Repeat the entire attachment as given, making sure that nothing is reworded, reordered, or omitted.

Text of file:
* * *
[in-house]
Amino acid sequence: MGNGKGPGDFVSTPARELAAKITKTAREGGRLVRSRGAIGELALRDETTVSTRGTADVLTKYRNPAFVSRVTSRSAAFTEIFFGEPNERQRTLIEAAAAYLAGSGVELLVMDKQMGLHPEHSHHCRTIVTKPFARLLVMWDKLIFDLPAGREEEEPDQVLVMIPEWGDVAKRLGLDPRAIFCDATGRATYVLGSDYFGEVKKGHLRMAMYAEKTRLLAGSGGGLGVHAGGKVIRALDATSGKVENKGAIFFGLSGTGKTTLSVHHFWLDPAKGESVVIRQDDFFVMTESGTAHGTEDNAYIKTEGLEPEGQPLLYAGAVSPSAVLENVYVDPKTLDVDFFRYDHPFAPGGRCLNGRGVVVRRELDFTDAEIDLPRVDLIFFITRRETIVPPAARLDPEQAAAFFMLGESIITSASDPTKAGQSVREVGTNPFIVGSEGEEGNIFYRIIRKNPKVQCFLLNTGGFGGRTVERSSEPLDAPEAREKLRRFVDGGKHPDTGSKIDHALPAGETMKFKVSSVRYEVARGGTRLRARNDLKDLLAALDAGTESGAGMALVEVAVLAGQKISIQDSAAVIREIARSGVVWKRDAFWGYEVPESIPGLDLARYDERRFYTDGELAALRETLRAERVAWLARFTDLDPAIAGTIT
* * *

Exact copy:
[in-house]
Amino acid sequence: MGNGKGPGDFVSTPARELAAKITKTAREGGRLVRSRGAIGELALRDETTVSTRGTADVLTKYRNPAFVSRVTSRSAAFTEIFFGEPNERQRTLIEAAAAYLAGSGVELLVMDKQMGLHPEHSHHCRTIVTKPFARLLVMWDKLIFDLPAGREEEEPDQVLVMIPEWGDVAKRLGLDPRAIFCDATGRATYVLGSDYFGEVKKGHLRMAMYAEKTRLLAGSGGGLGVHAGGKVIRALDATSGKVENKGAIFFGLSGTGKTTLSVHHFWLDPAKGESVVIRQDDFFVMTESGTAHGTEDNAYIKTEGLEPEGQPLLYAGAVSPSAVLENVYVDPKTLDVDFFRYDHPFAPGGRCLNGRGVVVRRELDFTDAEIDLPRVDLIFFITRRETIVPPAARLDPEQAAAFFMLGESIITSASDPTKAGQSVREVGTNPFIVGSEGEEGNIFYRIIRKNPKVQCFLLNTGGFGGRTVERSSEPLDAPEAREKLRRFVDGGKHPDTGSKIDHALPAGETMKFKVSSVRYEVARGGTRLRARNDLKDLLAALDAGTESGAGMALVEVAVLAGQKISIQDSAAVIREIARSGVVWKRDAFWGYEVPESIPGLDLARYDERRFYTDGELAALRETLRAERVAWLARFTDLDPAIAGTIT